October 29, 2012

Preliminary Bonner Bridge Inspection Reveals No Storm Damage
by Catherine Kozak


Closed as a precaution during Hurricane Sandy, the Herbert C. Bonner Bridge has suffered no apparent damage to its structure, at least the part that is visible above water. 

“The visual inspection was fine,” Jeff Odom, state Department of Transportation bridge inspection supervisor said, after inspecting the Oregon Inlet bridge Monday afternoon.

A piece of aluminum fabric had come off a portion of the concrete rail, he said, but that is only a cosmetic concern.

Odom said that divers will use sonar to look for any scouring at the pilings underneath the bridge as well as other potential structural issues as soon as the weather allows.

But he said that type of inspection is nothing unusual. In fact, he said it is routine to check for scour --- sand around piles scooped out by currents --- under the Bonner Bridge after any significant storm because of its location in treacherous Oregon Inlet.

“That’s normal for that bridge,” Odom said. “It really hasn’t done anything abnormal at all.”

Piled-up sand on the road on the south end of the bridge, he said, prevented him from driving further south on N.C. 12 to inspect the temporary truss bridge over the new inlet in Pea Island that was opened up last August during Hurricane Irene.

A DOT road crew on Sunday had reported seeing scouring around the south end of the bridge, he said, but the extent of it could not be determined.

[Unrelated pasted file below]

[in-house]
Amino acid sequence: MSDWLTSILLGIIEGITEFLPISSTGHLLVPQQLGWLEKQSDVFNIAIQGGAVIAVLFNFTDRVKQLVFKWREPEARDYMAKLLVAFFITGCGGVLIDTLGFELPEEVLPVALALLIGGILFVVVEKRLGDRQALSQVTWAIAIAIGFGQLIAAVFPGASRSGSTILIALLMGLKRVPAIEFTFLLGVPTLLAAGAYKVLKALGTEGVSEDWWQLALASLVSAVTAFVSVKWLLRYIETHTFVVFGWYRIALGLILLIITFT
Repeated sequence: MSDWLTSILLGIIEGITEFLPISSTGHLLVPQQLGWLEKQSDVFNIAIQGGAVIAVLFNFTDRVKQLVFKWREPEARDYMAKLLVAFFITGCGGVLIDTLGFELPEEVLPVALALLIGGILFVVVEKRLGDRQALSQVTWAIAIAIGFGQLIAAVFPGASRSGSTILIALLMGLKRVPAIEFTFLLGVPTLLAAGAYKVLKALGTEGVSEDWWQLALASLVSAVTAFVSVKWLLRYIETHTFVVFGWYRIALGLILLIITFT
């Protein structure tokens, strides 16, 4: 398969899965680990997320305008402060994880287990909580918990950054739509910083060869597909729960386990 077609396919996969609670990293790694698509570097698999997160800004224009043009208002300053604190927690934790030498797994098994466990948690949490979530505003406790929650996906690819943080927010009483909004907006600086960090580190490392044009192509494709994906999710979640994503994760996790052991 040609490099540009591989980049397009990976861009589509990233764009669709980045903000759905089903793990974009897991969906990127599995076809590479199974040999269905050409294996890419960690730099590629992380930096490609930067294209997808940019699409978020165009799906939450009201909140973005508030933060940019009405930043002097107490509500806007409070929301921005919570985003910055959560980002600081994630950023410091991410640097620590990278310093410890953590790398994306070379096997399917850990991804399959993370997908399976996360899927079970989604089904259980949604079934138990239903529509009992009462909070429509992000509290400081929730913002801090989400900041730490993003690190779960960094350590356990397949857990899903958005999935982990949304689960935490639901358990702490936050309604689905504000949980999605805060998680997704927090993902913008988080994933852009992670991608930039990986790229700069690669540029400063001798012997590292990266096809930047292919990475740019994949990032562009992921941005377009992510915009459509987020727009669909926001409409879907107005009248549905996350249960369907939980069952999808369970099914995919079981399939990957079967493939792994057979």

Odom said the truss bridge’s structure is not the concern ---it’s built on concrete pilings – as much as the risk of it washing away if it is undermined.

As soon as a bulldozer can be driven over Bonner Bridge, Odom said, the sand will be cleared off the road so he can get to the temporary bridge to inspect it.

In a press release issued on Sunday, DOT announced that the Bonner Bridge was closed that evening after DOT inspectors determined that the bridge was “unsafe for traffic at this time.”

But Odom said there was no specific problem that prompted the closure, other than the reality of the storm’s destructive potential and the inlet’s powerful currents. 

“We want to make sure that everything is alright before we let anybody cross,” he said.

Built in 1963, the Bonner Bridge is about 20 years overdue for replacement. A construction project for the new bridge began this month, and the DOT says that regular inspections and repairs have kept the current bridge safe.

Flooding and overwash from Sandy have forced closures on N.C 12 from the Oregon Inlet bridge to Rodanthe. Parts of the highway are also impassable north of Buxton, and in Frisco, Hatteras and Ocracoke.  Equipment and crews will assess the road damage after the storm passes and the water recedes, the press release said.

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